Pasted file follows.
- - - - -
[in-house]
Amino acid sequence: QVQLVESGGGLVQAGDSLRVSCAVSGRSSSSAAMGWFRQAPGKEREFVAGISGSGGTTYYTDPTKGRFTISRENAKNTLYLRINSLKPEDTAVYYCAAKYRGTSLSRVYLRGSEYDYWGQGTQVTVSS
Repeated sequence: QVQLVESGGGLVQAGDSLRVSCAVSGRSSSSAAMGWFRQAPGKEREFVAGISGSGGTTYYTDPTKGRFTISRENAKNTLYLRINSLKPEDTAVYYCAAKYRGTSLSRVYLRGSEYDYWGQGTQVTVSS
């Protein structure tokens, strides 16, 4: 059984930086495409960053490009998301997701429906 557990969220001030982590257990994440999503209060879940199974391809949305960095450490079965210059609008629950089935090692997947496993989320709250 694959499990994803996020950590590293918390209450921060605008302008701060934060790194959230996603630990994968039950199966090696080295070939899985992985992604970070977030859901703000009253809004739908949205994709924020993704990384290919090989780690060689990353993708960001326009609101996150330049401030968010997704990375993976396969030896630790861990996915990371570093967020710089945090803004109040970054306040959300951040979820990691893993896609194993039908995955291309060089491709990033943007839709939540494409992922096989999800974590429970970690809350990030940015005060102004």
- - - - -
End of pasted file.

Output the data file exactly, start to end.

[in-house]
Amino acid sequence: QVQLVESGGGLVQAGDSLRVSCAVSGRSSSSAAMGWFRQAPGKEREFVAGISGSGGTTYYTDPTKGRFTISRENAKNTLYLRINSLKPEDTAVYYCAAKYRGTSLSRVYLRGSEYDYWGQGTQVTVSS
Repeated sequence: QVQLVESGGGLVQAGDSLRVSCAVSGRSSSSAAMGWFRQAPGKEREFVAGISGSGGTTYYTDPTKGRFTISRENAKNTLYLRINSLKPEDTAVYYCAAKYRGTSLSRVYLRGSEYDYWGQGTQVTVSS
């Protein structure tokens, strides 16, 4: 059984930086495409960053490009998301997701429906 557990969220001030982590257990994440999503209060879940199974391809949305960095450490079965210059609008629950089935090692997947496993989320709250 694959499990994803996020950590590293918390209450921060605008302008701060934060790194959230996603630990994968039950199966090696080295070939899985992985992604970070977030859901703000009253809004739908949205994709924020993704990384290919090989780690060689990353993708960001326009609101996150330049401030968010997704990375993976396969030896630790861990996915990371570093967020710089945090803004109040970054306040959300951040979820990691893993896609194993039908995955291309060089491709990033943007839709939540494409992922096989999800974590429970970690809350990030940015005060102004």